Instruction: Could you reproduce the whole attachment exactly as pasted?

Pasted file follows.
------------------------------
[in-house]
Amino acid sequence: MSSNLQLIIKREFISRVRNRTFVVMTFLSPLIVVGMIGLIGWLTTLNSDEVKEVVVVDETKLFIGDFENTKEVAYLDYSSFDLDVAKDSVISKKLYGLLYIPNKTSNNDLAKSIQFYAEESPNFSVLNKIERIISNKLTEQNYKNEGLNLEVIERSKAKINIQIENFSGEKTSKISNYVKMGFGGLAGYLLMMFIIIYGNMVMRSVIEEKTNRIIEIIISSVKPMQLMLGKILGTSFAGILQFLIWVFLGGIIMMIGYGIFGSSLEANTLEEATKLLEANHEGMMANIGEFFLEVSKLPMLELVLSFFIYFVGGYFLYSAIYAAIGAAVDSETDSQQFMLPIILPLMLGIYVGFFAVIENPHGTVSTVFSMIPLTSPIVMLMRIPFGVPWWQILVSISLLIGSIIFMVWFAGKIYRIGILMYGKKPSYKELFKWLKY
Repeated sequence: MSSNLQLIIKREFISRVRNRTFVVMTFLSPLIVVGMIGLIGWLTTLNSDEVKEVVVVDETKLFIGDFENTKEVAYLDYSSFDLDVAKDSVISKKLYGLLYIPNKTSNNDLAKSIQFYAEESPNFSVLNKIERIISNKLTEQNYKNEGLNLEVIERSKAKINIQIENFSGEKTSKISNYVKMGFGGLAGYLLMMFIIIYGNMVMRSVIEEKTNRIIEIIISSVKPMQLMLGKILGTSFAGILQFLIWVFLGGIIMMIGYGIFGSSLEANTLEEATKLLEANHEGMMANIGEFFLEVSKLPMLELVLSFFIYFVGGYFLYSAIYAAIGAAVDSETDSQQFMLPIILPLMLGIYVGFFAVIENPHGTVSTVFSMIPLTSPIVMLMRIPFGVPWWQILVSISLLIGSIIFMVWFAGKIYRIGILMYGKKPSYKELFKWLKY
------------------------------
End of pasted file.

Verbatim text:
[in-house]
Amino acid sequence: MSSNLQLIIKREFISRVRNRTFVVMTFLSPLIVVGMIGLIGWLTTLNSDEVKEVVVVDETKLFIGDFENTKEVAYLDYSSFDLDVAKDSVISKKLYGLLYIPNKTSNNDLAKSIQFYAEESPNFSVLNKIERIISNKLTEQNYKNEGLNLEVIERSKAKINIQIENFSGEKTSKISNYVKMGFGGLAGYLLMMFIIIYGNMVMRSVIEEKTNRIIEIIISSVKPMQLMLGKILGTSFAGILQFLIWVFLGGIIMMIGYGIFGSSLEANTLEEATKLLEANHEGMMANIGEFFLEVSKLPMLELVLSFFIYFVGGYFLYSAIYAAIGAAVDSETDSQQFMLPIILPLMLGIYVGFFAVIENPHGTVSTVFSMIPLTSPIVMLMRIPFGVPWWQILVSISLLIGSIIFMVWFAGKIYRIGILMYGKKPSYKELFKWLKY
Repeated sequence: MSSNLQLIIKREFISRVRNRTFVVMTFLSPLIVVGMIGLIGWLTTLNSDEVKEVVVVDETKLFIGDFENTKEVAYLDYSSFDLDVAKDSVISKKLYGLLYIPNKTSNNDLAKSIQFYAEESPNFSVLNKIERIISNKLTEQNYKNEGLNLEVIERSKAKINIQIENFSGEKTSKISNYVKMGFGGLAGYLLMMFIIIYGNMVMRSVIEEKTNRIIEIIISSVKPMQLMLGKILGTSFAGILQFLIWVFLGGIIMMIGYGIFGSSLEANTLEEATKLLEANHEGMMANIGEFFLEVSKLPMLELVLSFFIYFVGGYFLYSAIYAAIGAAVDSETDSQQFMLPIILPLMLGIYVGFFAVIENPHGTVSTVFSMIPLTSPIVMLMRIPFGVPWWQILVSISLLIGSIIFMVWFAGKIYRIGILMYGKKPSYKELFKWLKY